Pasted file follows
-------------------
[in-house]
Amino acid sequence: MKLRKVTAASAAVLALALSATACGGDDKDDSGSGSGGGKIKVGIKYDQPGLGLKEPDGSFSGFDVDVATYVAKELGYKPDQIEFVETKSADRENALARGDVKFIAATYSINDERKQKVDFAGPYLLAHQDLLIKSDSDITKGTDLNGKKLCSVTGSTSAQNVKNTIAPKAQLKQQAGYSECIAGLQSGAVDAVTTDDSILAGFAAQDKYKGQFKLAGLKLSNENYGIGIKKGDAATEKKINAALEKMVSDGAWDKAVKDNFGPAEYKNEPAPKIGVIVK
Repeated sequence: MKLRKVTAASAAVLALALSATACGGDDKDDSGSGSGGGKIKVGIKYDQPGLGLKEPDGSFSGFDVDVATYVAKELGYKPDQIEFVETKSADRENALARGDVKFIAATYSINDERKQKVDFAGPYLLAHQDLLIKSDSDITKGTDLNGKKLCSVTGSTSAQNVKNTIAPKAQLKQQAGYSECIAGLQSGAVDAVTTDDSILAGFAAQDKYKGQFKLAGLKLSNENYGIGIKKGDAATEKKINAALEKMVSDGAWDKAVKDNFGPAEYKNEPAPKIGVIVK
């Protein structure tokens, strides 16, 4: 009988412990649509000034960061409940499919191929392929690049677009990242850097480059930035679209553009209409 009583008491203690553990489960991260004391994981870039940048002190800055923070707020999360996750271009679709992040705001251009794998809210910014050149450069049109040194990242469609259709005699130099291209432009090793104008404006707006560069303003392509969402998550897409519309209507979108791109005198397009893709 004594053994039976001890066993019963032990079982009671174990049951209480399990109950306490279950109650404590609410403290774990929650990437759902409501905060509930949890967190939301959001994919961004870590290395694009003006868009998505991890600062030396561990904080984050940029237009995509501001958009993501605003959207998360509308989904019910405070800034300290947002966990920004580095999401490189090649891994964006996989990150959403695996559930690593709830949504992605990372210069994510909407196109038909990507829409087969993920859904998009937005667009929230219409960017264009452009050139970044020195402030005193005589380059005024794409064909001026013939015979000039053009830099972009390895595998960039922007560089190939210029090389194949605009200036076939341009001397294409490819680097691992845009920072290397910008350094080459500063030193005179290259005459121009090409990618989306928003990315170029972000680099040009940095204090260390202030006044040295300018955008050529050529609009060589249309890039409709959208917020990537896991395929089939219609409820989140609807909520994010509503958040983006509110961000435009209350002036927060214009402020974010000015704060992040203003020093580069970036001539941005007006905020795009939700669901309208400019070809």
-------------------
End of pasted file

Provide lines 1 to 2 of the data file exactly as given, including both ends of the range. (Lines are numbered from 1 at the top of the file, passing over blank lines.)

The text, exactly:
[in-house]
Amino acid sequence: MKLRKVTAASAAVLALALSATACGGDDKDDSGSGSGGGKIKVGIKYDQPGLGLKEPDGSFSGFDVDVATYVAKELGYKPDQIEFVETKSADRENALARGDVKFIAATYSINDERKQKVDFAGPYLLAHQDLLIKSDSDITKGTDLNGKKLCSVTGSTSAQNVKNTIAPKAQLKQQAGYSECIAGLQSGAVDAVTTDDSILAGFAAQDKYKGQFKLAGLKLSNENYGIGIKKGDAATEKKINAALEKMVSDGAWDKAVKDNFGPAEYKNEPAPKIGVIVK